- A superb sounding copy with Double Plus (A++) sound or BETTER from start to finish; exceptionally quiet vinyl too
- Both of these sides are clean, clear and open with lovely breathy vocals, plenty of Tubey Magic, and less of the grit and grain the plagues the average copy
- “The back cover of this Capitol LP claims “Here’s the album that started it all,” and to an extent that is true. A year before Stan Getz first met up with Charlie Byrd to launch bossa nova in the United States, Joao Gilberto (with backing by an orchestra led by Antonio Carlos Jobim) recorded a dozen bossa nova performances, including “One Note Samba,” “Meditation,” “Corcovado” and even “I’m Looking Over a Four Leaf Clover.” – All Music, 4 1/2 Stars
This vintage Capitol pressing has the kind of Tubey Magical Midrange that modern records can barely BEGIN to reproduce. Folks, that sound is gone and it sure isn’t showing signs of coming back. If you love hearing INTO a recording, actually being able to “see” the performers, and feeling as if you are sitting in the studio with the band, this is the record for you. It’s what vintage all analog recordings are known for — this sound.
If you exclusively play modern repressings of vintage recordings, I can say without fear of contradiction that you have never heard this kind of sound on vinyl. Old records have it — not often, and certainly not always — but maybe one out of a hundred new records do, and those are some pretty long odds.
What amazing sides such as these have to offer is not hard to hear:
- The biggest, most immediate staging in the largest acoustic space
- The most Tubey Magic, without which you have almost nothing. CDs give you clean and clear. Only the best vintage vinyl pressings offer the kind of Tubey Magic that was on the tapes in 1960
- Tight, note-like, rich, full-bodied bass, with the correct amount of weight down low
- Natural tonality in the midrange — with all the instruments having the correct timbre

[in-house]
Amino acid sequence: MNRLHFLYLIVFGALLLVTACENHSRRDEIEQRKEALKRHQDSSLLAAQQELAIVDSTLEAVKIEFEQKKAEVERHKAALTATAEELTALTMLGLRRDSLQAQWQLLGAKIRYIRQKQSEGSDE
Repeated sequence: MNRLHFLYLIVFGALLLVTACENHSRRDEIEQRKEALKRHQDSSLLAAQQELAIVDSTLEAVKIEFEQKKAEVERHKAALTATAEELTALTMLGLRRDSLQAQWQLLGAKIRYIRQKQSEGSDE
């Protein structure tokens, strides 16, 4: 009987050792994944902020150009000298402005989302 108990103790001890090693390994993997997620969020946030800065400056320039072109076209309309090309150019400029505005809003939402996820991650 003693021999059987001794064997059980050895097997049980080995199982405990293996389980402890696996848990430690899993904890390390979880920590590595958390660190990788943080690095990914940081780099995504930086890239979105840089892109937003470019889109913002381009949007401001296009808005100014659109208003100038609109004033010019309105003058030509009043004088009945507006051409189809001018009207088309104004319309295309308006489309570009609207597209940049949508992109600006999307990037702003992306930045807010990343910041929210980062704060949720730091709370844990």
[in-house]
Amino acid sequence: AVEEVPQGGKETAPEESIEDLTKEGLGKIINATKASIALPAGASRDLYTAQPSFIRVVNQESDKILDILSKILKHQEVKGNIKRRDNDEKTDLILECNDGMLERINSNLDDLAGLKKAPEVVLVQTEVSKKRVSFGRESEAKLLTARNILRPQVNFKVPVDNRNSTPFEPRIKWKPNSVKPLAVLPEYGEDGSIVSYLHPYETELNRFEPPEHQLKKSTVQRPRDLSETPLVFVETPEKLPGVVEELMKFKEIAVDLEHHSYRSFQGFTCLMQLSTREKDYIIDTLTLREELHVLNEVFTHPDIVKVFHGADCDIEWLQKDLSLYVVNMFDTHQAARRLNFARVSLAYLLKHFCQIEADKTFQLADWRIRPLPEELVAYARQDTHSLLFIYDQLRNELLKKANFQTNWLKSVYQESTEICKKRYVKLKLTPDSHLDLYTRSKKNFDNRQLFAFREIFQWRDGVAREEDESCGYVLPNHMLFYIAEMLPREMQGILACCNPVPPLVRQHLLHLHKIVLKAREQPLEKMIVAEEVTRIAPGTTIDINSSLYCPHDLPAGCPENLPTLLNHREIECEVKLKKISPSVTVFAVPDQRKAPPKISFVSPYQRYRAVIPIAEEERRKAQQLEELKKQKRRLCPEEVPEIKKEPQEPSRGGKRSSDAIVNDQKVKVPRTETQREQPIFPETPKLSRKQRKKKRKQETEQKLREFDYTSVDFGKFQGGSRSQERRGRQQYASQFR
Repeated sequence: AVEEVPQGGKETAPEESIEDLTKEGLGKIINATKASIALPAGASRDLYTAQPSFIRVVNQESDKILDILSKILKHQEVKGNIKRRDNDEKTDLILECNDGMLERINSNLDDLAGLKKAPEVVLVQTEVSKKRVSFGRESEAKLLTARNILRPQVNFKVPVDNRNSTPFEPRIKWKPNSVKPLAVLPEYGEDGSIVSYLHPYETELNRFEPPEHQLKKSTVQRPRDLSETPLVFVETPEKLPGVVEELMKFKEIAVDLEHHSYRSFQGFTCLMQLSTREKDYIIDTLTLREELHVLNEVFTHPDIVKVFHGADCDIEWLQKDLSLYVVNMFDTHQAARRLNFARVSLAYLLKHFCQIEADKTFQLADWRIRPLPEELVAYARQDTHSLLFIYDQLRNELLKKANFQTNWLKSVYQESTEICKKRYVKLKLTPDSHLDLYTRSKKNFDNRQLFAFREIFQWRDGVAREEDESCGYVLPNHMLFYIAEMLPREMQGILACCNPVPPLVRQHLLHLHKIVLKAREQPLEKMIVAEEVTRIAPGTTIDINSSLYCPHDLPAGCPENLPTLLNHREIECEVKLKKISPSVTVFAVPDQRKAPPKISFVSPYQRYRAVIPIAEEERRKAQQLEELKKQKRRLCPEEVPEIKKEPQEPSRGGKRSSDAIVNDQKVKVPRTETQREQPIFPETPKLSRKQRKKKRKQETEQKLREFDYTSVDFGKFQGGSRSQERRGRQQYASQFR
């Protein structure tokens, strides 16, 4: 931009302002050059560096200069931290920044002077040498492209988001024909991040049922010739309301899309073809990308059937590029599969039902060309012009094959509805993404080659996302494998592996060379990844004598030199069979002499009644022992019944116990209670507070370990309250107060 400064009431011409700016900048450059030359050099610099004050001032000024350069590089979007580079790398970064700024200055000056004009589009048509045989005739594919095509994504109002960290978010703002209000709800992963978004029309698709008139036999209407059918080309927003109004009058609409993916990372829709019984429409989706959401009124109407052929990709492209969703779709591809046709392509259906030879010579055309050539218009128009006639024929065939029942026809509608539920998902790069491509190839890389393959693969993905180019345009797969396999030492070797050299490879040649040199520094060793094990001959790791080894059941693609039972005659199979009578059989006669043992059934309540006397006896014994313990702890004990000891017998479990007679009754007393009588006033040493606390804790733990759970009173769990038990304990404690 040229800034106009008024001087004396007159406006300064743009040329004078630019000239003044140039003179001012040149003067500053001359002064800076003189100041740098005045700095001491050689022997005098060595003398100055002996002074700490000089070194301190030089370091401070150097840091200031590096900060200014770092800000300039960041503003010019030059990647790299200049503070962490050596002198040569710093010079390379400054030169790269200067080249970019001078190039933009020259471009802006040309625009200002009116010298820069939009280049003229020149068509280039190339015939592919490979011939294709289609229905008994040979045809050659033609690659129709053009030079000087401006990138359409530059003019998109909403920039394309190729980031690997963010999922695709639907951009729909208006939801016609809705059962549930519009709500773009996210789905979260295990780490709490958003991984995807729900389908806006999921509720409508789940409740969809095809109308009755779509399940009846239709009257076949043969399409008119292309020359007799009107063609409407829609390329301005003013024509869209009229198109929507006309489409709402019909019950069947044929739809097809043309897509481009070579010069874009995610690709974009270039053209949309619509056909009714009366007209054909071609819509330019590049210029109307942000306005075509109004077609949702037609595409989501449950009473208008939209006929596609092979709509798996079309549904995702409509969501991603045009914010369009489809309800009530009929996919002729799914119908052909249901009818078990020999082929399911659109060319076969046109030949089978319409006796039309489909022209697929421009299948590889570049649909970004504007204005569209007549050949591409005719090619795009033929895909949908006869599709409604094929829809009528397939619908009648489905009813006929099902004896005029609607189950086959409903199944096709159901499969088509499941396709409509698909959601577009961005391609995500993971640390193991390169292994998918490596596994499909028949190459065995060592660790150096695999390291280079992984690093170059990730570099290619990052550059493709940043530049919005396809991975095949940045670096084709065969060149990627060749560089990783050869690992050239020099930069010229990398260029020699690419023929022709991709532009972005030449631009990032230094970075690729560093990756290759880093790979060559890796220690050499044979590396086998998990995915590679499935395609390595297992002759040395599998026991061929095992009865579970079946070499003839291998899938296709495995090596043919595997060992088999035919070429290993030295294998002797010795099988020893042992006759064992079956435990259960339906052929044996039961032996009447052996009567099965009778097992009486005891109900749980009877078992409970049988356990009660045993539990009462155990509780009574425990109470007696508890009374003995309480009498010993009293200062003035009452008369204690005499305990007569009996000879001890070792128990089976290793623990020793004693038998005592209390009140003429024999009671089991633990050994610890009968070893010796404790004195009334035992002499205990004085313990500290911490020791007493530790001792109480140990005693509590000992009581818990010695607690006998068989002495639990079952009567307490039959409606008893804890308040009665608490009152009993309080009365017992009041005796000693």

- Transparency and resolution, critical to hearing into the three-dimensional studio space
No doubt there’s more but we hope that should do for now. Playing the record is the only way to hear all of the qualities we discuss above, and playing the best pressings against a pile of other copies under rigorously controlled conditions is the only way to find a pressing that sounds as good as this one does.
What We Listen For on Gilberto and Jobim
- The Big Sound comes next — wall to wall, lots of depth, huge space, three-dimensionality, all that sort of thing.
- Then transient information — fast, clear, sharp attacks, not the smear and thickness so common to these LPs.
- Tight punchy bass — which ties in with good transient information, also the issue of frequency extension further down.
- Next: transparency — the quality that allows you to hear deep into the soundfield, showing you the space and air around all the instruments.
- Extend the top and bottom and voila, you have The Real Thing — an honest to goodness Hot Stamper.
- Energy for starters. What could be more important than the life of the music?
Samba de Uma Nota Só (One Note Samba)
Só em Teus Braços (Only in Your Arms)
Trevo de 4 Folhas (I’m Looking Over a Four Leaf Clover)
Se é Tarde Me Perdôa (Forgive Me If I’m Late)
Um Abraço no Bonfá (A Salute to Bonfá [popular Brazilian Guitarist])
O Pato (The Duck)
Amor Certinho (True Love)
Outra Vez (Once Again)
AMG 4 1/2 Star Review
A year before Stan Getz first met up with Charlie Byrd to launch bossa nova in the United States, Joao Gilberto (with backing by an orchestra led by Antonio Carlos Jobim) recorded a dozen bossa nova performances, including “One Note Samba,” “Meditation,” “Corcovado” and even “I’m Looking Over a Four Leaf Clover.” But since this record was not heard domestically until after bossa nova caught on, it had less of an impact than one would expect. The emphasis is on Gilberto’s voice (and his guitar during the instrumental “Um Abraco No Bonfa”) during the very brief renditions, all of which are under two minutes.